For a long time, I thought that if I did what the "experts" said was right, with my money, and my time, and I followed the Golden Rule, and I worked hard, life would feel good.

I was wrong!

Unfortunately, Romans 8:28 doesn't mean that God will fix up my mix-ups and make life feel good. Romans 8:28 has proven, in my experience, to mean that life doesn't always feel good, but God is always good, and I can always trust Him.

For many years, my bad theology didn't really do me any harm. Each bad experience I had in life could pretty much be directly tied to my own stupid choices, and (based on my interpretation of Romans 8:28) God fixed up my mix-ups and made life feel pretty good. Then, quite suddenly, on a very normal day in November, life ceased to feel good. My precious, and much anticipated baby, was dead. I was four months pregnant with a baby I desperately wanted. And I was doing everything right; getting enough sleep, eating right, avoiding alcohol and cigarettes, trying to exercise. I was doing everything right. But my baby still died.

Then, four months later, my sister died. I didn't even get to say goodbye.

And, when I got home from my sister's funeral, my "big" boss was waiting to talk to me; we were being transferred.

Life suddenly felt really, really bad. And I couldn't see anything that I had done wrong. My interpretation of Romans 8:28 was obviously very incorrect. My understanding of God's character was shaken, to the core.

In the years since my heartbreaking, life-shattering experience, I have come to learn what I was looking for in my bad interpretation. I wanted a guarantee, that if I lived right, life would feel good, nothing bad would happen, and I'd have what I wanted. My bad interpretation was based on bad theology. God wasn't created in my image; I was created in His. He is the One who writes the rules, and those rules don't include any promises or guarantees that life will always feel good.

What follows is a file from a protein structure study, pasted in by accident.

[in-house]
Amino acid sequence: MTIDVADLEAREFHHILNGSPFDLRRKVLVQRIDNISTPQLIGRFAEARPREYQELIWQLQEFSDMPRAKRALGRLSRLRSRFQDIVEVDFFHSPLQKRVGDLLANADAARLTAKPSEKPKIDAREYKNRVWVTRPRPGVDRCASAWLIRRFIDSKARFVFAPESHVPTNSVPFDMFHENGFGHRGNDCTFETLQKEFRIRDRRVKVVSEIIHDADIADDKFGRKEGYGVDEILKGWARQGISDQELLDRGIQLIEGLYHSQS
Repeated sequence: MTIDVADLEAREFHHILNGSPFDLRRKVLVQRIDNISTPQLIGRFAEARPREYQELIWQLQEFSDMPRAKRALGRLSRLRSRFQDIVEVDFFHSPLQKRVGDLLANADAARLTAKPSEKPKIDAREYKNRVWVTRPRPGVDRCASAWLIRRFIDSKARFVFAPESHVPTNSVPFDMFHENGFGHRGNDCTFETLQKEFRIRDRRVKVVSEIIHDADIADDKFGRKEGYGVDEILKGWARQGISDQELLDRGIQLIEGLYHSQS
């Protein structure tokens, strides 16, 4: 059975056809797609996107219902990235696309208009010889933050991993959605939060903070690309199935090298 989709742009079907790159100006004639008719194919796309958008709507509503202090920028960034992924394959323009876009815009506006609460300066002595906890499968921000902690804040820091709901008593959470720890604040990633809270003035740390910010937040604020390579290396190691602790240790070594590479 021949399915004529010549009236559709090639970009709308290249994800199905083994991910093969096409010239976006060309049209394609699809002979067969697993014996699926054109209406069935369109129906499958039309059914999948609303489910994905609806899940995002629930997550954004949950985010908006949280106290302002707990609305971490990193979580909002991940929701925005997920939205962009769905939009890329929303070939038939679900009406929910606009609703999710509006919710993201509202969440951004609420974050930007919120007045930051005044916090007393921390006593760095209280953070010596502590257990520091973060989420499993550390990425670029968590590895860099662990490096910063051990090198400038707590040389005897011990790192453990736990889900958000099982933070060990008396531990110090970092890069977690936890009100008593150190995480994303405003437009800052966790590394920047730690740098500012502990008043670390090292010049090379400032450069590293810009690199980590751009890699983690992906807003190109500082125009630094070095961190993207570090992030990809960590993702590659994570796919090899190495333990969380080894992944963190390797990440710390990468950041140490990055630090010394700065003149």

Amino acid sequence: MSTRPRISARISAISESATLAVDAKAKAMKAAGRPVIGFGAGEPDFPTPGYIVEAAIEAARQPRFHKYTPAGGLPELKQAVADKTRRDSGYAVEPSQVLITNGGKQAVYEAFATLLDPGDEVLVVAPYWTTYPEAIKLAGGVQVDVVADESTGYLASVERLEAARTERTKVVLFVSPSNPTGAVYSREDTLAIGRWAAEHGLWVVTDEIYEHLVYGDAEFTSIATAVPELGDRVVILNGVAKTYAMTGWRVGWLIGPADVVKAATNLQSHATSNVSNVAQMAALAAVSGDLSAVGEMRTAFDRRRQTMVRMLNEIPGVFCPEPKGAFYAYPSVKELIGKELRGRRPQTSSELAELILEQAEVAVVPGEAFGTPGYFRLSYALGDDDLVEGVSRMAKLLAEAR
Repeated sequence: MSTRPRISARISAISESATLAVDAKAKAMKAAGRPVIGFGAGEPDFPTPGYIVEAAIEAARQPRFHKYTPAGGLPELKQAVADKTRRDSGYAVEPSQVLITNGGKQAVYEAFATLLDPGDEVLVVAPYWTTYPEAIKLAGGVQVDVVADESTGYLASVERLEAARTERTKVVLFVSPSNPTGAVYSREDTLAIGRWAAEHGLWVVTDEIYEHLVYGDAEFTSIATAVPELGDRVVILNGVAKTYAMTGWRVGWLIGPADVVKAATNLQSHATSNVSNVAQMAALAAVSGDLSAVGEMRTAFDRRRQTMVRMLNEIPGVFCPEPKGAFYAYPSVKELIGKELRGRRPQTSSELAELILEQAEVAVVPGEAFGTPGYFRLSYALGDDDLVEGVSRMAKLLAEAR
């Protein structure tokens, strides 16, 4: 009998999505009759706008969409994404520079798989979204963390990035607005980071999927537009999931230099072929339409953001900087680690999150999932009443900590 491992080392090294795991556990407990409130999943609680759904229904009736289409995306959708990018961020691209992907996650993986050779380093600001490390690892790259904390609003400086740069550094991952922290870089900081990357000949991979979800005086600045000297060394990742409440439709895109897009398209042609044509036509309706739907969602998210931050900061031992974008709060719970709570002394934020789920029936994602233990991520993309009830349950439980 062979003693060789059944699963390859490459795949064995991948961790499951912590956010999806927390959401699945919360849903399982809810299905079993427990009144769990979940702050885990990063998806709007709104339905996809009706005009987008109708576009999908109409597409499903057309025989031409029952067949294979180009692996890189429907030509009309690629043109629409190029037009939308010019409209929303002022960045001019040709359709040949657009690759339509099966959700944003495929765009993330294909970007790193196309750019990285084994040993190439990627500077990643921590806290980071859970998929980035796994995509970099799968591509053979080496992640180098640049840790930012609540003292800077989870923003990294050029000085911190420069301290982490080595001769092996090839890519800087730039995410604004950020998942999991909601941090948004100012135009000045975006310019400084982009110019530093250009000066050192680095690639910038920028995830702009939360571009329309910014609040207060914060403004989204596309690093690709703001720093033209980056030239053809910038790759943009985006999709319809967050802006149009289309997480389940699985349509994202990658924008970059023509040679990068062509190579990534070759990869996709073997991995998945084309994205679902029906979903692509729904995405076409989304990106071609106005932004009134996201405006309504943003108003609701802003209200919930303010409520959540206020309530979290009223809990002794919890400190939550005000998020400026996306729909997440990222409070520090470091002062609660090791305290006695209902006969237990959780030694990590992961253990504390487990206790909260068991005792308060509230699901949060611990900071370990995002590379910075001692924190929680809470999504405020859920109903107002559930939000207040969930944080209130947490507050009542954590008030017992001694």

Instead, what God promises is to be with me through the times in life that are the hardest. And that is very precious indeed.

Actually, the promise never to leave us or forsake us is a distinctly "Christian" concept. Other religions base support and fellowship on performance, and if you don't perform, you get what you deserve. We've begun to think like that in our culture, as well, and in grieves me. Instead of acknowledging that we're all broken and hurting, and extending God's love to each other, we've begun to look down our noses at others who suffer, because we know they must have done something to deserve it. The really scary part is, sometimes I am the one who thinks that way?!

God promises never to leave me or forsake me. He doesn't promise to make life feel good. He doesn't promise life will never be difficult, or that bad things won't happen, or that I'll be rich or beautiful or famous, even if I do everything He commands, just the way He commands it. In this life, there are no guarantees. There just aren't. But if I've learned anything through the struggles and pain and suffering I've experienced, it is that God is good, and I can trust Him, even when nothing makes sense.

I don't pretend to be able to explain why bad things happen to good people, or why children starve to death in Africa, or whether God sends people who have never heard about Him to Hell. I don't know. I don't understand God. But what I do know, and what I've experienced over and over and over again is that God is good and I can trust Him. Does that mean I always like what He does?  NO!!  Not at all. Do I always understand why suffering happens? Absolutely not. Have I struggled with God's decision to allow my youngest children to suffer so greatly at such young ages? You better believe it. But, when I lay my head on my pillow at night, I rest comfortably, knowing that my God will never leave me or forsake me. I look forward to hugging my sister again, introducing her to the nieces and nephews she has never met, and holding my precious Hannah and my sweet Kinza Noelle. I look forward to a big hug from my precious Savior, and He will wipe all my tears away.

Life is oh so hard, but God is so good.

And that is a guarantee.